St. Joseph Michigan Criminal Defense Blog

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Michigan Legislature Loosens Restrictions on Setting Aside Convictions for Youthful Mistakes

Michigan Legislature Loosens Restrictions

For so many Michigan residents, one poor decision has ruined their lives for many years. One unfortunate brush with the law when they were young resulted in a felony conviction and now everything from financial aid to lucrative jobs is closed to them because they are labeled as felons. For quite some time there has been very little statutory relief available. The statute required felons to wait 5 years after conviction or imprisonment, whichever occurs later, and then petition the court to set aside that conviction. Until June 23, 2011, the felon could not have any other criminal record. Even a simple misdemeanor like Disturbing the Peace would bar recovery.

That changed when the Michigan Legislature amended the statute, adding a provision that permits the felon to file the petition and have that conviction set aside even if he or she has up to 2 additional minor offenses. A minor offense is a misdemeanor punishable by up to 90 days and/or a fine of up to $1,000.00. Most importantly, those 2 minor offenses must have been committed before the felon 22nd birthday. Because of this limitation, it seems the Michigan Legislature clearly intended this law to be designed to forgive minor offenses made while the felon was young and foolish.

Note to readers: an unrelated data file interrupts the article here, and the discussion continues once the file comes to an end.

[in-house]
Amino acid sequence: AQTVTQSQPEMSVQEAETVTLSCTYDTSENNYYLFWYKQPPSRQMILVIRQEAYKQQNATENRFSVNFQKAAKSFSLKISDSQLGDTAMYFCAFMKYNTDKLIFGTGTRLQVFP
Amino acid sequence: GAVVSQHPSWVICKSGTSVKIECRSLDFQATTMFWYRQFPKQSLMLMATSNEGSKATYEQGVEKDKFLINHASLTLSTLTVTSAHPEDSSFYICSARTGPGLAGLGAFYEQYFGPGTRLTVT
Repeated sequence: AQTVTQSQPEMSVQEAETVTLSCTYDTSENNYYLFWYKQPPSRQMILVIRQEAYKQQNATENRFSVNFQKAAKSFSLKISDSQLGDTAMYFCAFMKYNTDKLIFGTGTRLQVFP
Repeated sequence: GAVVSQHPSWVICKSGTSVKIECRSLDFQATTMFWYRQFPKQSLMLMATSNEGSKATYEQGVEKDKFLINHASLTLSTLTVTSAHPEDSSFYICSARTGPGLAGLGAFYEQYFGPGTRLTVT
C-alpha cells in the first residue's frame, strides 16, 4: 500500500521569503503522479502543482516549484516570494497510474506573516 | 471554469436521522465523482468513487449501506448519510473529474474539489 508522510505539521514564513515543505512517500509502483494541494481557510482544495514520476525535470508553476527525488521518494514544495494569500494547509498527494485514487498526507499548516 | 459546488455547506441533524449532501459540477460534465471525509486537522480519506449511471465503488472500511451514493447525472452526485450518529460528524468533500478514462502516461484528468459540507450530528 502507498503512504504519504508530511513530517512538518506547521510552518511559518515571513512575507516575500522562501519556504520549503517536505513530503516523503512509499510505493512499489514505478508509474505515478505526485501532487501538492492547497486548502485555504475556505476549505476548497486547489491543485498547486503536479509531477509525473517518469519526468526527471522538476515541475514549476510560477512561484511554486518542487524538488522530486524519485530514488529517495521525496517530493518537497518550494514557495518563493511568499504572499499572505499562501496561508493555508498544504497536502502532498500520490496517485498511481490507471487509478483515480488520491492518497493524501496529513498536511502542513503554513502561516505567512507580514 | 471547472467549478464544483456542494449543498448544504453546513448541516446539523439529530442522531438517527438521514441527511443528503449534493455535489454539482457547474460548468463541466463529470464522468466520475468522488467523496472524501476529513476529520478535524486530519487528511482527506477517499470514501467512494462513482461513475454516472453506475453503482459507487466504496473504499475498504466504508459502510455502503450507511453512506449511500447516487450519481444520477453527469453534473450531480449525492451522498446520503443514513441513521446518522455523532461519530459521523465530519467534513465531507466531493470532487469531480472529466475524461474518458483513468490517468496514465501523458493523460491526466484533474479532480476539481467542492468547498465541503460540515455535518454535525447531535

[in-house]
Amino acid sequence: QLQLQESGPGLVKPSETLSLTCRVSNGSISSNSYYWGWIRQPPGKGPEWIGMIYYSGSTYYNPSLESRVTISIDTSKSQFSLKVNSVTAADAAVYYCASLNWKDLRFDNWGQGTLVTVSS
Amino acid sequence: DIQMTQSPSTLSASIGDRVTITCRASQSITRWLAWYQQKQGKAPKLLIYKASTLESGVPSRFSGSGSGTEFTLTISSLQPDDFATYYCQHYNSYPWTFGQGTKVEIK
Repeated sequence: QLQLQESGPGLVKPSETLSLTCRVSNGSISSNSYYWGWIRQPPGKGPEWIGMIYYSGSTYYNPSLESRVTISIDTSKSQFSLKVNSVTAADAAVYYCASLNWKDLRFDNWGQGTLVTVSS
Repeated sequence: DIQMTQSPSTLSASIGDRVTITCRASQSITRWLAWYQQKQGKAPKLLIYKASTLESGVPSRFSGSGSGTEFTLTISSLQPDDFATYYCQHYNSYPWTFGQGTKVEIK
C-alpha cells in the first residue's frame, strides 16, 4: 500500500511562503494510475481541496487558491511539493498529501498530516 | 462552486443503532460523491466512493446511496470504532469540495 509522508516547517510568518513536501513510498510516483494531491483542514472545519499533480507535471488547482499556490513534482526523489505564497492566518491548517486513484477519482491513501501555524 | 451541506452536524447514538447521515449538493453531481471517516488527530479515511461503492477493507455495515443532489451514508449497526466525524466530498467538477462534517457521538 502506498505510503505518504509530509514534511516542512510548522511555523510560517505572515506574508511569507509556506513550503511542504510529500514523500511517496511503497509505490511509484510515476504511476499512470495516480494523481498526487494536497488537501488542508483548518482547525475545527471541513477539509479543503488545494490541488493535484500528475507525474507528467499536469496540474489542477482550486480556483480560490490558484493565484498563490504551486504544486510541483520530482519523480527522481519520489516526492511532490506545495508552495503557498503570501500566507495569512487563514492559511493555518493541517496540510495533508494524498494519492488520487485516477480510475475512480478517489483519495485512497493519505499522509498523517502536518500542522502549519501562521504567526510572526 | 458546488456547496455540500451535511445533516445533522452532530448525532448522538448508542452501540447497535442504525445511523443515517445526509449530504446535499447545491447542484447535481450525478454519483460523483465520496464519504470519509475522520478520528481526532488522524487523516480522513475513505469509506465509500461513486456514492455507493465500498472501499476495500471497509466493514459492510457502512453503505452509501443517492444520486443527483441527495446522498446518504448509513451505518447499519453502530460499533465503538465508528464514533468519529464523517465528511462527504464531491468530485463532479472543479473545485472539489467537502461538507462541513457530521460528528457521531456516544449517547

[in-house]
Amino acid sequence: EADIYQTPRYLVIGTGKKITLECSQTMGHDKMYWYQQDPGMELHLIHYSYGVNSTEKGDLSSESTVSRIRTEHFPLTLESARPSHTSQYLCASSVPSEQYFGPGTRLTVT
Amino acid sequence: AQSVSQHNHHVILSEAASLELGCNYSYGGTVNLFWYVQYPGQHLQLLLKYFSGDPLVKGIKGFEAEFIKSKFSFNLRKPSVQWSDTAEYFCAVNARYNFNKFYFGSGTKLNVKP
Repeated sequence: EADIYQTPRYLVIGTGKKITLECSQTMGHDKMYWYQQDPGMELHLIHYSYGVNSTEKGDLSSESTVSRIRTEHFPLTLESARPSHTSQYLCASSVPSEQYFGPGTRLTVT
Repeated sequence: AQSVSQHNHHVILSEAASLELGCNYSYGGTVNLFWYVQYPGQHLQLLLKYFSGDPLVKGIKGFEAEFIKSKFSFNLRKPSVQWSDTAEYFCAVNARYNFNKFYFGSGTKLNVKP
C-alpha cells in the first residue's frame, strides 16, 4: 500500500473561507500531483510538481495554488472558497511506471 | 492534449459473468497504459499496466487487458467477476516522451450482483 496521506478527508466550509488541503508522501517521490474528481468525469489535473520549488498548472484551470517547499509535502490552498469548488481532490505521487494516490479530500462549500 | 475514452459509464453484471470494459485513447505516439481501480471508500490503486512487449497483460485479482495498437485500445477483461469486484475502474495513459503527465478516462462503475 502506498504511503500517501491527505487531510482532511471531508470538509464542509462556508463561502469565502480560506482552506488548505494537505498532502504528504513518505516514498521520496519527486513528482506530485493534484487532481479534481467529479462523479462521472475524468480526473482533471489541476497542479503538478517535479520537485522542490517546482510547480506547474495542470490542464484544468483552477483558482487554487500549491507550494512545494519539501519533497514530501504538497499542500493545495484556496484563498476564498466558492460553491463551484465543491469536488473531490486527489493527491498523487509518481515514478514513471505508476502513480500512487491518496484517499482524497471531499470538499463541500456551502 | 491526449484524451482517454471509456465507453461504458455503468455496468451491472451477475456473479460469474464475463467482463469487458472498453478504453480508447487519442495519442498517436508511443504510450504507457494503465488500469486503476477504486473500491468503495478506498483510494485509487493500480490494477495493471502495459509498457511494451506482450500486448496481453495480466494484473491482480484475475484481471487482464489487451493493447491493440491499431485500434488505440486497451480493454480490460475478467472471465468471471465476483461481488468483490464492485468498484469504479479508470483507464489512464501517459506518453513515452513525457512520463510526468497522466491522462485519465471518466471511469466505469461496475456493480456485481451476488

When considered together with the recent changes to the Sex Offender Registry Act, this law seems to mark a change in the Michigan Legislature intends for courts to deal with juvenile and young adult offenders. If the Legislature is not intending leniency, it is at least legislating forgiveness for offenses made during those years when juveniles and young adults are most likely to cross the law without truly considering the consequences.


* Please note: Every case is different, and there may be some aspect of your particular case which may result in an outcome other than is described above. This post is not intended as legal advice and may not apply to your particular case. It is always best to contact our office for a consultation if you have been or believe you may be charged with a crime.

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